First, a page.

How Organizational Change Disrupts Our Sense of Self

Leaders can better manage large-scale transformation by helping employees adapt to new identities rather than new tasks.

Reading Time: 10 min 

Topics

Frontiers

An MIT SMR initiative exploring how technology is reshaping the practice of management.
More in this series
Buy
Already a member?
Not a member?
Sign up today
Member
Free

5 free articles per month, $6.95/article thereafter, free newsletter.

Subscribe
$75/Year

Unlimited digital content, quarterly magazine, free newsletter, entire archive.

Sign me up

Image courtesy of Stephan Schmitz/theispot.com

In a recent workshop, we assembled a group of managers involved in large-scale digital transformation initiatives in their various organizations. As part of the discussion, we first asked them how they would describe their roles in those change initiatives. By roles, we didn’t mean job titles — we did not need to know that someone was a chief technology officer or head of HR. As we had already clarified for our participants, we were looking for more archetypal roles, such as “problem solver,” “dealmaker,” “functional expert,” or “idea person.” Next, we asked them to imagine the digital transformation really taking hold and to name roles that would be most valuable in driving that success. And here was the interesting disconnect: For the most part, their answers to the two questions were different. Evidently, if these managers wanted to have a meaningful impact on their organizations’ futures, they would have to do some role adjustment.

This is the right challenge for managers to focus on right now, because we are heading into a period that will make unprecedented demands on organizations to navigate big transitions successfully. This is true because of the digital transformations so many of them have embarked on and because those changes have been accelerated by a year of pandemic lockdowns and remote work.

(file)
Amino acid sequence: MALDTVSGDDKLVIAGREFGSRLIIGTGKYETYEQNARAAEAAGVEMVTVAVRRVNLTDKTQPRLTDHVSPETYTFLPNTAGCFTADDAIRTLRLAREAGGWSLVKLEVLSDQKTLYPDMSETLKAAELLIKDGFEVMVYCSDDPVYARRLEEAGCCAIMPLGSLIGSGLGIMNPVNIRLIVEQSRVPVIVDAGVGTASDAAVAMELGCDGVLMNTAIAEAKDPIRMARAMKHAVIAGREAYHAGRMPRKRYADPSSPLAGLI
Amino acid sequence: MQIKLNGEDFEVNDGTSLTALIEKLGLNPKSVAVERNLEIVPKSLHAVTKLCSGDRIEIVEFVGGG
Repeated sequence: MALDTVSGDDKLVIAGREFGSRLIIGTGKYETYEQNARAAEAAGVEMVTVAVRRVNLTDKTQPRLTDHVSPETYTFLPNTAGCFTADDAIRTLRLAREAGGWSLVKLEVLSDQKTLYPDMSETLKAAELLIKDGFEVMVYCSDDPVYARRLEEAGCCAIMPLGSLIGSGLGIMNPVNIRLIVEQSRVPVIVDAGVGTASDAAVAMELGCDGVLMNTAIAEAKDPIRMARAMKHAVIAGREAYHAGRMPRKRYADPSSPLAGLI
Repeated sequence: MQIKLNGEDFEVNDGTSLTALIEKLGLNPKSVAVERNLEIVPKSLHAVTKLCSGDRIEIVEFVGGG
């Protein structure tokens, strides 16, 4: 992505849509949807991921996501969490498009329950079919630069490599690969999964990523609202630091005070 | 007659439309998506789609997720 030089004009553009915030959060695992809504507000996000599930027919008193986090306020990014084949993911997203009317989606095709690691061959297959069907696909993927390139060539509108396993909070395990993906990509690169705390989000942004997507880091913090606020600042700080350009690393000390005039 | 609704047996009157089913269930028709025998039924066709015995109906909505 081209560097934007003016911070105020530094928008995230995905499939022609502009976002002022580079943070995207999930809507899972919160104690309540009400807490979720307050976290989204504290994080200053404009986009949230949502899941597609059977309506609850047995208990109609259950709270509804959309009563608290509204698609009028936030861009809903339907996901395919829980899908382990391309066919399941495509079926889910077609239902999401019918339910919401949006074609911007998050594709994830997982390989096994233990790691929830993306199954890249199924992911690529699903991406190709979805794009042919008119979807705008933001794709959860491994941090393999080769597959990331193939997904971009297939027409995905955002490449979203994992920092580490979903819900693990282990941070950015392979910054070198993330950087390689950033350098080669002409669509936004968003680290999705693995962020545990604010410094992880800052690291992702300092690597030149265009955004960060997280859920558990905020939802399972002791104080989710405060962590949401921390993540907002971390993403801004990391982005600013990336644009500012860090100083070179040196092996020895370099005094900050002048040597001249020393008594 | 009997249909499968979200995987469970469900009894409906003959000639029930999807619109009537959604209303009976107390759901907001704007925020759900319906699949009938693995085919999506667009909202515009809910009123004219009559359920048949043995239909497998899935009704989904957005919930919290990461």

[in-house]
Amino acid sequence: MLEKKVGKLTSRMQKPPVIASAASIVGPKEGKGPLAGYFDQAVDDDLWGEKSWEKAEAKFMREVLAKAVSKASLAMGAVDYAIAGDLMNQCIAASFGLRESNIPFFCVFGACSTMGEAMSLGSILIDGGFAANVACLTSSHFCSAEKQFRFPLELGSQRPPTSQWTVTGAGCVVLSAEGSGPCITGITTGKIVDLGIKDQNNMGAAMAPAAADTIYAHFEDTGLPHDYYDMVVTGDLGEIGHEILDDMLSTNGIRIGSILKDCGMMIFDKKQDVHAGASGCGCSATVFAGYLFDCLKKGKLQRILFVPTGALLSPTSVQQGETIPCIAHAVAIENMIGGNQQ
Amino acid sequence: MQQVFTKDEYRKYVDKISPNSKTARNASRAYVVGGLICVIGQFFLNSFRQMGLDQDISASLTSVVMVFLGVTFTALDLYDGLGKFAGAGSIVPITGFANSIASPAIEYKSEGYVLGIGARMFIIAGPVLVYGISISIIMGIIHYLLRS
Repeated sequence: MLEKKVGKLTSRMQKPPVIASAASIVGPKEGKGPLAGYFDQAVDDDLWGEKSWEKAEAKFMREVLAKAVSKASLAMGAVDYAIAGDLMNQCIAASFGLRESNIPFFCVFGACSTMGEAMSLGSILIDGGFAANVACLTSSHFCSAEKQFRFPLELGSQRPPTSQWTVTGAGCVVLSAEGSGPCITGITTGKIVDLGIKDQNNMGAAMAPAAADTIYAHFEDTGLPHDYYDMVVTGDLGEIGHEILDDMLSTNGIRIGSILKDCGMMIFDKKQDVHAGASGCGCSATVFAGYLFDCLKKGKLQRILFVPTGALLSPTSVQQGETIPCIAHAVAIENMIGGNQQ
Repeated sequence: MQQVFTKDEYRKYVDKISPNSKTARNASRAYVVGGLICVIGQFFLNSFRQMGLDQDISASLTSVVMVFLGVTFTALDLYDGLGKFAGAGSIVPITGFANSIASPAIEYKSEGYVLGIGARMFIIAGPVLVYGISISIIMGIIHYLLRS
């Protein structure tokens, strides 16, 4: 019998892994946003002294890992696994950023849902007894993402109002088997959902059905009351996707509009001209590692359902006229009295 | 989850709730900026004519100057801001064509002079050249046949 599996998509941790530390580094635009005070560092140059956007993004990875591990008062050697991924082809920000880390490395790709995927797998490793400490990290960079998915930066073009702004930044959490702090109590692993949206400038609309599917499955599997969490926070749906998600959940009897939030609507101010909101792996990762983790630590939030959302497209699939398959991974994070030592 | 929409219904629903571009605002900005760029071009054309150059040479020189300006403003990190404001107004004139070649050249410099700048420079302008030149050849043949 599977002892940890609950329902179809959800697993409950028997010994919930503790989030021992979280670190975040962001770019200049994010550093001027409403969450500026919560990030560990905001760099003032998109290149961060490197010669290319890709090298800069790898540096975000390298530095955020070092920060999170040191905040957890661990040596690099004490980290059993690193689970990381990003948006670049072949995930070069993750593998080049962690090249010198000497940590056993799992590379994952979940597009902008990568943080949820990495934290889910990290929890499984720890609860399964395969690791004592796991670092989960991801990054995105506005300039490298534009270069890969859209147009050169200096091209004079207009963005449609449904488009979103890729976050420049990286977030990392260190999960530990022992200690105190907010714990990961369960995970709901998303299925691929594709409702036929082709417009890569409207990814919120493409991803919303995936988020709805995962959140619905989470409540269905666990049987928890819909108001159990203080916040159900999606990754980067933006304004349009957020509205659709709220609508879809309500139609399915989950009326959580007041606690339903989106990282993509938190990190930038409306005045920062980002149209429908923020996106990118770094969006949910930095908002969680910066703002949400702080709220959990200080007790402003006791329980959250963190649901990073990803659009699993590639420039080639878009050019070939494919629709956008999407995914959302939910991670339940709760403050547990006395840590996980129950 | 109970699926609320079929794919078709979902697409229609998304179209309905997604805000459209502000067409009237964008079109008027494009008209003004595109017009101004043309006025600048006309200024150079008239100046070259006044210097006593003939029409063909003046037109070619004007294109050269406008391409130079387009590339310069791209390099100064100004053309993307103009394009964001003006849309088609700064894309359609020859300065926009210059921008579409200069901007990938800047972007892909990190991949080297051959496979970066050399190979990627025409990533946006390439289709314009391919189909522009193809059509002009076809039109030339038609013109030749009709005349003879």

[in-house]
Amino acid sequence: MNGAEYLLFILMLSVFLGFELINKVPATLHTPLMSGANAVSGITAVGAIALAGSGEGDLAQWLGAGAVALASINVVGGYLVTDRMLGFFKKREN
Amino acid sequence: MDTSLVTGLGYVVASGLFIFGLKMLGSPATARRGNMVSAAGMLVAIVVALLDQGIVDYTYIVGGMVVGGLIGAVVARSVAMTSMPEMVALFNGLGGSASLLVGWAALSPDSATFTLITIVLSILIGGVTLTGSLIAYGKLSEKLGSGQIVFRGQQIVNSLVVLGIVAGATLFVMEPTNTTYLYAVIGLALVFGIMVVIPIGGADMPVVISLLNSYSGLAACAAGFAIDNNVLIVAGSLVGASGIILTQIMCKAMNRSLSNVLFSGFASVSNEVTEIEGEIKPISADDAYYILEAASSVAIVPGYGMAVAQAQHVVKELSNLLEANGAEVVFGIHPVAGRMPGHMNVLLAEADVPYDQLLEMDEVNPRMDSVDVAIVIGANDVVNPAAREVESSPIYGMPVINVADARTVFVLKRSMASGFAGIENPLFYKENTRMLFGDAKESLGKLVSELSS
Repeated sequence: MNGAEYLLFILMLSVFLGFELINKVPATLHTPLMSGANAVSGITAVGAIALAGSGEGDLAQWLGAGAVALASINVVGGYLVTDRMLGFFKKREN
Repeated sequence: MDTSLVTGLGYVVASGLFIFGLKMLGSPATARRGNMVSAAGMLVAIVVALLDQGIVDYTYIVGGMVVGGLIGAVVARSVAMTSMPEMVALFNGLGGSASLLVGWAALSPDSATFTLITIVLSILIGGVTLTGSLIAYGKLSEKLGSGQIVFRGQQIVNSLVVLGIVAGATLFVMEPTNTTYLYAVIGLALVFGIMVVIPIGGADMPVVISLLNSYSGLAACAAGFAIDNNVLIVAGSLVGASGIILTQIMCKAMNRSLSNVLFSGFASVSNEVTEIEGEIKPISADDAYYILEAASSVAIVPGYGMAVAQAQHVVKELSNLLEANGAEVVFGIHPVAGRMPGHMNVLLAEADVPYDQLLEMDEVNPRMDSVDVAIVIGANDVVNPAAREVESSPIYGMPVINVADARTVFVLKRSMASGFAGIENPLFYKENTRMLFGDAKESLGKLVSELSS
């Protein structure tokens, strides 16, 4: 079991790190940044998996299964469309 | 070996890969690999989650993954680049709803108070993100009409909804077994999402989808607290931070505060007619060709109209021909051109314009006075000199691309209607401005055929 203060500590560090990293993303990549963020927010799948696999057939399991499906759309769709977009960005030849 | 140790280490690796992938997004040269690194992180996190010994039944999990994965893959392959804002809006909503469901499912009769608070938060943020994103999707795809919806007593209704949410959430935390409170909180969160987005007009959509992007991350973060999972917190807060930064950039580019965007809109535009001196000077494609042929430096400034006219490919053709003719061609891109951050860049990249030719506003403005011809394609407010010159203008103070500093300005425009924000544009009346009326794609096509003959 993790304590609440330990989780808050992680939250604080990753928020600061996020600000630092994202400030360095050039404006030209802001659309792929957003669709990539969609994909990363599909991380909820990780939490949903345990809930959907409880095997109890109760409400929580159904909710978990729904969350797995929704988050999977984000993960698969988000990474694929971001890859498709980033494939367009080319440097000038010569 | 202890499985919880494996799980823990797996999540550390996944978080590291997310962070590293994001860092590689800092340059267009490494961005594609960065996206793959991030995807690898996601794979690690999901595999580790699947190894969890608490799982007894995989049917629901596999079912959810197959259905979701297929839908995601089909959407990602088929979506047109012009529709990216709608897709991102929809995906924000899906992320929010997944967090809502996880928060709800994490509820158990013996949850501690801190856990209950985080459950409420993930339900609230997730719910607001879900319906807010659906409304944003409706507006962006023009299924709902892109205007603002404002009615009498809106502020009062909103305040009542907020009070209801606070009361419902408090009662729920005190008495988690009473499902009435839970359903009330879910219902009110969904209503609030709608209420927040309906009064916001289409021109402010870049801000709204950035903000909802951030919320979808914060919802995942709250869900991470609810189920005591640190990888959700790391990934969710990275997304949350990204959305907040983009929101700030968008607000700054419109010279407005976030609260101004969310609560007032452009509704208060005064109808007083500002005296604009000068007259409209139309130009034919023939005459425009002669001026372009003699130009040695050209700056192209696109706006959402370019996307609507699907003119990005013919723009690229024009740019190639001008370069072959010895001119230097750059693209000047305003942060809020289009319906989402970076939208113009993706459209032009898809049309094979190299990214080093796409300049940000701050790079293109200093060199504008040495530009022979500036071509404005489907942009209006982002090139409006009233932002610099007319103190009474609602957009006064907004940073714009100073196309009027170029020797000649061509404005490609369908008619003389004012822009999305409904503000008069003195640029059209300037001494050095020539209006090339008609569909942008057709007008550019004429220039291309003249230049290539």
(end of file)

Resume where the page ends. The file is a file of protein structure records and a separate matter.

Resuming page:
The problem is that even though managers know they have big transitions to navigate, most have sized up the management challenge all wrong. They are focusing almost wholly on the level of task change — on how job content will shift with the introduction of new technology, and how much reskilling will be required. This task-level change is essential, of course, and plenty hard to manage. But the good news about learning new tasks is that people expect that it will be necessary, and most can approach it with some confidence. They might not like having to master new processes and tools, but they’ve consciously done it before and know they can do it.

The real challenge going on in the midst of a major transition — the one that managers are overlooking — is the role-change threat.

Read the Full Article

Topics

Frontiers

An MIT SMR initiative exploring how technology is reshaping the practice of management.
More in this series

References

1. M.A. Shaffer, B.S. Reiche, M. Dimitrova, et al., “Work- and Family-Role Adjustment of Different Types of Global Professionals: Scale Development and Validation,” Journal of International Business Studies 47, no. 2 (February 2016): 113-139.

2. J.S. Black and H.B. Gregersen, “The Right Way to Manage Expats,” in “On Managing Across Cultures” (Boston: Harvard Business Review Press, 2016), 139-153.

3. H. Gregersen, “Questions Are the Answer: A Breakthrough Approach to Your Most Vexing Problems at Work and in Life” (New York: Harper Business, 2018).

4. T. Kobe and R. Lehman, “Return on Experience” (Novato, California: ORO Editions, 2021).

5. R.M. Ryan and E.L. Deci, “Self-Determination Theory: Basic Psychological Needs in Motivation, Development, and Wellness” (New York: Guilford Press, 2017).

Reprint #:

62413

More Like This

Add a comment

You must to post a comment.

First time here? Sign up for a free account: Comment on articles and get access to many more articles.

Comment (1)
Maria Hernandez
An excellent article that shows how organizational role analysis can be applied in today's global context with a high impact on individual and group performance at work.